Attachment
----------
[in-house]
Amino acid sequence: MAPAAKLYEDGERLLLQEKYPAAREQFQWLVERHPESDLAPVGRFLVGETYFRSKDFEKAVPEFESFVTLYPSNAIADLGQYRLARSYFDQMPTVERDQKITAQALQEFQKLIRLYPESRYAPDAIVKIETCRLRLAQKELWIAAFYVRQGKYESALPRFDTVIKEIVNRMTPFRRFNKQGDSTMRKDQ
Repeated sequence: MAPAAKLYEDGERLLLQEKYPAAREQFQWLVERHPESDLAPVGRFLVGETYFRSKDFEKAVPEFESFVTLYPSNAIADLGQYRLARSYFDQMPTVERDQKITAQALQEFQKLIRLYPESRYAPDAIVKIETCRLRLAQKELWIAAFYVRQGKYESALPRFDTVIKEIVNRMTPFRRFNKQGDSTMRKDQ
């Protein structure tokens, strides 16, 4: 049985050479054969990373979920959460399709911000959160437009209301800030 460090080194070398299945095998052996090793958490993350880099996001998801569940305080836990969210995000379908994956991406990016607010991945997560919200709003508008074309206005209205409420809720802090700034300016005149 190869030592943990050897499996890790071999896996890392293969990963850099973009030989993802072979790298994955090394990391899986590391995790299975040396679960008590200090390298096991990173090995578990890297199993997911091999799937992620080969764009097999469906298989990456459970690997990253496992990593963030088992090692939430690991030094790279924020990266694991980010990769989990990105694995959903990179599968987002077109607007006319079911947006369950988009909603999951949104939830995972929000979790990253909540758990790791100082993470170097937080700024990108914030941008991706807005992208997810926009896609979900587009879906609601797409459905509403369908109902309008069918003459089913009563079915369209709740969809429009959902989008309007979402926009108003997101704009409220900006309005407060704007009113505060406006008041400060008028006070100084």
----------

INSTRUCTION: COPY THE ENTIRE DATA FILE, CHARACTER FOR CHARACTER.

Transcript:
[in-house]
Amino acid sequence: MAPAAKLYEDGERLLLQEKYPAAREQFQWLVERHPESDLAPVGRFLVGETYFRSKDFEKAVPEFESFVTLYPSNAIADLGQYRLARSYFDQMPTVERDQKITAQALQEFQKLIRLYPESRYAPDAIVKIETCRLRLAQKELWIAAFYVRQGKYESALPRFDTVIKEIVNRMTPFRRFNKQGDSTMRKDQ
Repeated sequence: MAPAAKLYEDGERLLLQEKYPAAREQFQWLVERHPESDLAPVGRFLVGETYFRSKDFEKAVPEFESFVTLYPSNAIADLGQYRLARSYFDQMPTVERDQKITAQALQEFQKLIRLYPESRYAPDAIVKIETCRLRLAQKELWIAAFYVRQGKYESALPRFDTVIKEIVNRMTPFRRFNKQGDSTMRKDQ
């Protein structure tokens, strides 16, 4: 049985050479054969990373979920959460399709911000959160437009209301800030 460090080194070398299945095998052996090793958490993350880099996001998801569940305080836990969210995000379908994956991406990016607010991945997560919200709003508008074309206005209205409420809720802090700034300016005149 190869030592943990050897499996890790071999896996890392293969990963850099973009030989993802072979790298994955090394990391899986590391995790299975040396679960008590200090390298096991990173090995578990890297199993997911091999799937992620080969764009097999469906298989990456459970690997990253496992990593963030088992090692939430690991030094790279924020990266694991980010990769989990990105694995959903990179599968987002077109607007006319079911947006369950988009909603999951949104939830995972929000979790990253909540758990790791100082993470170097937080700024990108914030941008991706807005992208997810926009896609979900587009879906609601797409459905509403369908109902309008069918003459089913009563079915369209709740969809429009959902989008309007979402926009108003997101704009409220900006309005407060704007009113505060406006008041400060008028006070100084």